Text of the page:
We examined the influences that were related to slow growth in length between birth and 3 months in babies with birth weight >3.5 kg. In the whole cohort the average maternal height was 160 cm and the average maternal weight was 67.2 kg. The babies of shorter mothers had a smaller increase in length (P < 0.001), but growth in length was unrelated to mother’s weight. Mother’s height was unrelated to the later occurrence of type 2 diabetes. The average number of people in each home was 3.9 (range 2–20), and the average number of rooms in each home was 1.8 (range 1–8). We related the numbers of people to the numbers of rooms to obtain a measure of overcrowding. Neither the number of people nor overcrowding were related to growth in length between birth and 2 months.
We recombined the two groups of children and studied the whole cohort together. We found that the effects of slow growth in length between birth and 3 months interacted with the effect of a high BMI at 12 years of age on the incidence of type 2 diabetes (P for interaction = 0.03). The interaction between birth weight and childhood BMI shown in Table 1 ceased to be statistically significant once the interaction between growth in length between birth and 3 months and BMI was taken into account. In children whose Z-scores for length decreased, BMI at 12 years of age had a large effect on diabetes incidence; an SD increase in BMI at 12 years was associated with an odds ratio (OR) for type 2 diabetes of 1.77 (95% CI 1.50–2.09). The corresponding OR in people whose Z-scores for length increased was smaller at 1.42 (95% CI 1.20–1.69).
Childhood gain in BMI
We examined the influences that were linked to rapid gain in weight and BMI during childhood, which was a feature of the pathways of growth that led to later type 2 diabetes in both groups of babies (Fig. 1). A 1-unit increase in Z-score for BMI between 2 and 12 years of age was associated with an OR for type 2 diabetes of 1.56 (95% CI 1.40–1.74). We found that rapid gain in BMI was related to having fewer people in the home (P < 0.001), low father’s social class (P = 0.002), and high maternal BMI recorded on admission in labor (P < 0.001). The number of rooms in the home and the mother’s height were unrelated to rates of gain in BMI in childhood. There were no differences between children whose birth weights were above and below 3.5 kg in the influences linked to gain in BMI in childhood. We examined the effect of these influences on the occurrence of type 2 diabetes. Low father’s social class and high maternal BMI were both related to later diabetes (P = 0.03 and 0.001, respectively).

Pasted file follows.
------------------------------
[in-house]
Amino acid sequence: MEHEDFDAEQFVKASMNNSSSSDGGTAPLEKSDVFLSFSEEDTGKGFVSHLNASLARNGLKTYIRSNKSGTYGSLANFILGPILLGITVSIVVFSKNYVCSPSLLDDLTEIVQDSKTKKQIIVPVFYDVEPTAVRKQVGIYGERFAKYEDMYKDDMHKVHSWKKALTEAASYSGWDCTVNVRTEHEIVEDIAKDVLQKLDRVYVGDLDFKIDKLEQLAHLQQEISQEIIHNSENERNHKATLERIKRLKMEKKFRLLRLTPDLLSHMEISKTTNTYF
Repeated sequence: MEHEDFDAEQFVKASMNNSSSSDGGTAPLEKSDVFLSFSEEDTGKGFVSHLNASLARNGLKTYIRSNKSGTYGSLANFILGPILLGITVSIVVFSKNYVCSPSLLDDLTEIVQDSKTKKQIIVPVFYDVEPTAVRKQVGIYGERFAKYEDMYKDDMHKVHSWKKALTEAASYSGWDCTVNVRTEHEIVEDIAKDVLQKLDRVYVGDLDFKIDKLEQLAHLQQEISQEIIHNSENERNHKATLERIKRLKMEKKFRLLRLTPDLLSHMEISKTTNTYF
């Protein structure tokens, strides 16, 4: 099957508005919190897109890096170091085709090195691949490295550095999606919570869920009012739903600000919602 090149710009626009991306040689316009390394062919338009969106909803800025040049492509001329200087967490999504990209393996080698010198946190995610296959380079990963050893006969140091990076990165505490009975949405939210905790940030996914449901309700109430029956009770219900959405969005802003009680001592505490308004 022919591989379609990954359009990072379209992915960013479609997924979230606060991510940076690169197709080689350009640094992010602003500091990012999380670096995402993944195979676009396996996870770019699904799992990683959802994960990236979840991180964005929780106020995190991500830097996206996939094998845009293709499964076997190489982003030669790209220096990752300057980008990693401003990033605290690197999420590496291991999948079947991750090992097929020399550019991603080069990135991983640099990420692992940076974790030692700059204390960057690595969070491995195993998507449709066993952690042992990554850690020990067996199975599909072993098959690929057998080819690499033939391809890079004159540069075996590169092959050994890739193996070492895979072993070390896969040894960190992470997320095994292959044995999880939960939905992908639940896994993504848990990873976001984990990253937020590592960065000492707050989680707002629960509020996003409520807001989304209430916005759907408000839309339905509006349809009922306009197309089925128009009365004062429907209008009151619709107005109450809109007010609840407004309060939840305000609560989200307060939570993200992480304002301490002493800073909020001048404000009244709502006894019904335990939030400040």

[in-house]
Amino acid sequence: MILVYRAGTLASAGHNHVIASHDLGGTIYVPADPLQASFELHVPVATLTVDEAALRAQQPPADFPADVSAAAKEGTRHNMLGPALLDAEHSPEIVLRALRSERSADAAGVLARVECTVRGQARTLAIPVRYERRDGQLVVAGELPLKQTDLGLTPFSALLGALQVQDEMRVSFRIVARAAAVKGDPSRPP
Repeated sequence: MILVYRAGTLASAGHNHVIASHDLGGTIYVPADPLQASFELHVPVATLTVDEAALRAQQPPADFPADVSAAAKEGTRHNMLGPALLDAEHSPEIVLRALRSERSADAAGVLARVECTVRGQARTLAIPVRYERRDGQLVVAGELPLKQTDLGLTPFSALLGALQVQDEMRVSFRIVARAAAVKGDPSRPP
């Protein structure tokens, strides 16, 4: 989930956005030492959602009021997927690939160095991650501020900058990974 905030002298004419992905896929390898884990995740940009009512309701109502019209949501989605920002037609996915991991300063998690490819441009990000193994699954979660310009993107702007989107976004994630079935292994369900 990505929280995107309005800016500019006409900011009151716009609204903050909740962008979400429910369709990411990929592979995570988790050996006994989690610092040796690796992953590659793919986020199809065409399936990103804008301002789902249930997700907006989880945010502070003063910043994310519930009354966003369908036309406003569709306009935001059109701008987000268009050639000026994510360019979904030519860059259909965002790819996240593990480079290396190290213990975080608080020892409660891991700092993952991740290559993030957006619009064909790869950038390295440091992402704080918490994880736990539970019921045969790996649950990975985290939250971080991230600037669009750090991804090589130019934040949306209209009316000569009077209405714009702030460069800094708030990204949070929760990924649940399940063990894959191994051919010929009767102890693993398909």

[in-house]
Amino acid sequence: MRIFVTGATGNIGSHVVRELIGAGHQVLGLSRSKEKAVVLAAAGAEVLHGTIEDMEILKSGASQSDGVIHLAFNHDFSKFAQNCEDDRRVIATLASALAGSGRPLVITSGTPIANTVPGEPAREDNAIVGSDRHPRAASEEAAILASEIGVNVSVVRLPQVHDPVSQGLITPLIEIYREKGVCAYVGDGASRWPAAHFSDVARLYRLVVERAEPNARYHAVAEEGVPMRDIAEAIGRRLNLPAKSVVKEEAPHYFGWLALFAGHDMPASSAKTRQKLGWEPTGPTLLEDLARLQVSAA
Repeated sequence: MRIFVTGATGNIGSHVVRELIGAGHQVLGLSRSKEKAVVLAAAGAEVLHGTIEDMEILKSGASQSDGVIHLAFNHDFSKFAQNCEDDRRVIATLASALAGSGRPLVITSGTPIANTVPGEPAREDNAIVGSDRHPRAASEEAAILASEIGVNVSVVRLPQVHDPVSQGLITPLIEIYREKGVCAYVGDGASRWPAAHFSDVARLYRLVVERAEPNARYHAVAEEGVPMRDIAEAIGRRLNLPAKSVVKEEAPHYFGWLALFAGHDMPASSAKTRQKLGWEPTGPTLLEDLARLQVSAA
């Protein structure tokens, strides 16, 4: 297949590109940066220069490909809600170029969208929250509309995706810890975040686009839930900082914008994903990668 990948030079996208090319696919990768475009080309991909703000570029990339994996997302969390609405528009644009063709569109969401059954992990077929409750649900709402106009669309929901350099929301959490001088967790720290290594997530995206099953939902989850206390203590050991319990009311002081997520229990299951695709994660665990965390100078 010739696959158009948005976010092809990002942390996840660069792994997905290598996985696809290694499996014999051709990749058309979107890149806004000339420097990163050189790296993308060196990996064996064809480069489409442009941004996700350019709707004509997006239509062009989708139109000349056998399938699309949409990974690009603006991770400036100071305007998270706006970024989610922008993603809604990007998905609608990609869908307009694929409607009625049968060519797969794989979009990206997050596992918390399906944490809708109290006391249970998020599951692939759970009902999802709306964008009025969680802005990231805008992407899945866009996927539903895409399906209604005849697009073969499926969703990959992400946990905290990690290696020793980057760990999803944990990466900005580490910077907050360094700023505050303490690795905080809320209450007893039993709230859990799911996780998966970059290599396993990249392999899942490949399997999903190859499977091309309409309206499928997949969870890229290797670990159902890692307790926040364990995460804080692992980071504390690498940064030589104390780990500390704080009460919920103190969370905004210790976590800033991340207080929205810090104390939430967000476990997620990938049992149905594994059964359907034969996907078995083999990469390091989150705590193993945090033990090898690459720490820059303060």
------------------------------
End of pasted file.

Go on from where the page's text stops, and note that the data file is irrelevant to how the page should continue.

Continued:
In a study of 290 people diagnosed with type 2 diabetes within a cohort of 8,760 individuals, we have found that there are two pathways of infant and childhood growth that lead to the disease. We defined these by dividing the cohort into two groups according to whether their birth weights were above or below 3.5 kg. The group with birth weights ≤3.5 kg tended to catch up toward the average in height and weight after birth. Their rate of growth was unrelated to the later occurrence of type 2 diabetes. At ∼2 years of age, these children, who later developed type 2 diabetes, began to gain weight and increase BMI more rapidly than the other children. This was sustained through childhood, so they reached weights and BMIs that were above the average for the group. In the other group of children with birth weights >3.5 kg, the linear growth of the 92 children who later developed type 2 diabetes faltered during early infancy. This faltering was associated with short maternal stature. At ∼2 years of age their rate of gain in weight and BMI became more rapid than that of the other children in this group, and they also reached weights and BMIs that were above the group average.
We were able to identify 83% of the children through birth and clinic records who were still alive and residents of Finland in 1971. Our study was restricted to men and women who were born in Helsinki University Central Hospital. This would introduce a bias only if the association between early growth and type 2 diabetes differed between those born in the hospital and those born outside it. Our study was further restricted to people who had attended child welfare clinics, which were voluntary. The cohort could therefore be unrepresentative of all people living in Helsinki. At the time of the subjects’ birth, 67% of their fathers were laborers. We know that at this time in Helsinki ∼60% of the men were laborers, and the social class distribution of our sample therefore approximates that of the city as a whole. Although the children in our study grew up in Finland around the time of the second World War, their heights and weights were similar to those of children in Finland in more recent times (6).